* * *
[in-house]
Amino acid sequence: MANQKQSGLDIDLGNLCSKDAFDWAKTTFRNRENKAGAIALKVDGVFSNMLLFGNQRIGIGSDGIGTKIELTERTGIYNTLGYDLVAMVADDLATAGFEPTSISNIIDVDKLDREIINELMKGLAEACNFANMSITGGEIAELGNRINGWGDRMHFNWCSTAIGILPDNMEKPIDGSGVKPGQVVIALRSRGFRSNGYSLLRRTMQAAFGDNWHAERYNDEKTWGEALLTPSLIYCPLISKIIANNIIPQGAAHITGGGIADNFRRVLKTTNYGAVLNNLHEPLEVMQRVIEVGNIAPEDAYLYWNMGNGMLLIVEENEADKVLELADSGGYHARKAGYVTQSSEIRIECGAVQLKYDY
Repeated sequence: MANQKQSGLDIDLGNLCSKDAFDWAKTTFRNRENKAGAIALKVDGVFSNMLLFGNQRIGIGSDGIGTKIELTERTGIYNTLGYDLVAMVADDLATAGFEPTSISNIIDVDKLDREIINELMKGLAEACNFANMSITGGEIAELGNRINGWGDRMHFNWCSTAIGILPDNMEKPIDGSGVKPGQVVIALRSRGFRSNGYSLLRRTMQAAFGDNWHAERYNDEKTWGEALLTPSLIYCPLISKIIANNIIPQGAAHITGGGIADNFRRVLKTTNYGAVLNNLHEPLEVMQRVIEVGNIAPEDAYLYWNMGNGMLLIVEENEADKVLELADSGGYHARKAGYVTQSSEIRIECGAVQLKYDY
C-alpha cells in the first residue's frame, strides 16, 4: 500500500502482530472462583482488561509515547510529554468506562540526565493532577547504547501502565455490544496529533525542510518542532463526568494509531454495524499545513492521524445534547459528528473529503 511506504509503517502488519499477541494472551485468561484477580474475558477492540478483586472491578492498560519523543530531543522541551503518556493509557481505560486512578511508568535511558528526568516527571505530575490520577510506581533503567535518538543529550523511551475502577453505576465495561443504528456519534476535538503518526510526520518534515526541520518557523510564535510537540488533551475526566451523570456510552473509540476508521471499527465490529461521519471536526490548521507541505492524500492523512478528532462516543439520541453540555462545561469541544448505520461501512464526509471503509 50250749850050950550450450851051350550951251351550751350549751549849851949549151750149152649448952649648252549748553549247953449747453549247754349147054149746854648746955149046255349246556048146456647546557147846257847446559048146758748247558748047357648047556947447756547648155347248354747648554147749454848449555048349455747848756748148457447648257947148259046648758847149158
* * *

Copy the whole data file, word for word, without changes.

[in-house]
Amino acid sequence: MANQKQSGLDIDLGNLCSKDAFDWAKTTFRNRENKAGAIALKVDGVFSNMLLFGNQRIGIGSDGIGTKIELTERTGIYNTLGYDLVAMVADDLATAGFEPTSISNIIDVDKLDREIINELMKGLAEACNFANMSITGGEIAELGNRINGWGDRMHFNWCSTAIGILPDNMEKPIDGSGVKPGQVVIALRSRGFRSNGYSLLRRTMQAAFGDNWHAERYNDEKTWGEALLTPSLIYCPLISKIIANNIIPQGAAHITGGGIADNFRRVLKTTNYGAVLNNLHEPLEVMQRVIEVGNIAPEDAYLYWNMGNGMLLIVEENEADKVLELADSGGYHARKAGYVTQSSEIRIECGAVQLKYDY
Repeated sequence: MANQKQSGLDIDLGNLCSKDAFDWAKTTFRNRENKAGAIALKVDGVFSNMLLFGNQRIGIGSDGIGTKIELTERTGIYNTLGYDLVAMVADDLATAGFEPTSISNIIDVDKLDREIINELMKGLAEACNFANMSITGGEIAELGNRINGWGDRMHFNWCSTAIGILPDNMEKPIDGSGVKPGQVVIALRSRGFRSNGYSLLRRTMQAAFGDNWHAERYNDEKTWGEALLTPSLIYCPLISKIIANNIIPQGAAHITGGGIADNFRRVLKTTNYGAVLNNLHEPLEVMQRVIEVGNIAPEDAYLYWNMGNGMLLIVEENEADKVLELADSGGYHARKAGYVTQSSEIRIECGAVQLKYDY
C-alpha cells in the first residue's frame, strides 16, 4: 500500500502482530472462583482488561509515547510529554468506562540526565493532577547504547501502565455490544496529533525542510518542532463526568494509531454495524499545513492521524445534547459528528473529503 511506504509503517502488519499477541494472551485468561484477580474475558477492540478483586472491578492498560519523543530531543522541551503518556493509557481505560486512578511508568535511558528526568516527571505530575490520577510506581533503567535518538543529550523511551475502577453505576465495561443504528456519534476535538503518526510526520518534515526541520518557523510564535510537540488533551475526566451523570456510552473509540476508521471499527465490529461521519471536526490548521507541505492524500492523512478528532462516543439520541453540555462545561469541544448505520461501512464526509471503509 50250749850050950550450450851051350550951251351550751350549751549849851949549151750149152649448952649648252549748553549247953449747453549247754349147054149746854648746955149046255349246556048146456647546557147846257847446559048146758748247558748047357648047556947447756547648155347248354747648554147749454848449555048349455747848756748148457447648257947148259046648758847149158